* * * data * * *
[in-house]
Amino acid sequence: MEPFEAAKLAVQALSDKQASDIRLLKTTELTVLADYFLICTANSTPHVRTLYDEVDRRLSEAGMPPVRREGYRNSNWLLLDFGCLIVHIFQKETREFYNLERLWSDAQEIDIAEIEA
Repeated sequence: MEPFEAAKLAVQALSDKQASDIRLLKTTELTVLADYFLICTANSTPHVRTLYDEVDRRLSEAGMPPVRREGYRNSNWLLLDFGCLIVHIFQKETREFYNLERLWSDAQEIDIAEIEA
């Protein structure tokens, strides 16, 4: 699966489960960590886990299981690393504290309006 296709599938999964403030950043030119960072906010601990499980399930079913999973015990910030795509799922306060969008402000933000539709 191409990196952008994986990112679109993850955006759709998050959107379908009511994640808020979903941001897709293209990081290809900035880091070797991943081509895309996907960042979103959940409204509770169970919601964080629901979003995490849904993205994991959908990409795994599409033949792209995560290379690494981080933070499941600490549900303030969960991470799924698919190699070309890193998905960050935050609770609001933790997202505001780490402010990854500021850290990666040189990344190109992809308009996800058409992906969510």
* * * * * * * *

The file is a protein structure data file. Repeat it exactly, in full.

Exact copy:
[in-house]
Amino acid sequence: MEPFEAAKLAVQALSDKQASDIRLLKTTELTVLADYFLICTANSTPHVRTLYDEVDRRLSEAGMPPVRREGYRNSNWLLLDFGCLIVHIFQKETREFYNLERLWSDAQEIDIAEIEA
Repeated sequence: MEPFEAAKLAVQALSDKQASDIRLLKTTELTVLADYFLICTANSTPHVRTLYDEVDRRLSEAGMPPVRREGYRNSNWLLLDFGCLIVHIFQKETREFYNLERLWSDAQEIDIAEIEA
């Protein structure tokens, strides 16, 4: 699966489960960590886990299981690393504290309006 296709599938999964403030950043030119960072906010601990499980399930079913999973015990910030795509799922306060969008402000933000539709 191409990196952008994986990112679109993850955006759709998050959107379908009511994640808020979903941001897709293209990081290809900035880091070797991943081509895309996907960042979103959940409204509770169970919601964080629901979003995490849904993205994991959908990409795994599409033949792209995560290379690494981080933070499941600490549900303030969960991470799924698919190699070309890193998905960050935050609770609001933790997202505001780490402010990854500021850290990666040189990344190109992809308009996800058409992906969510």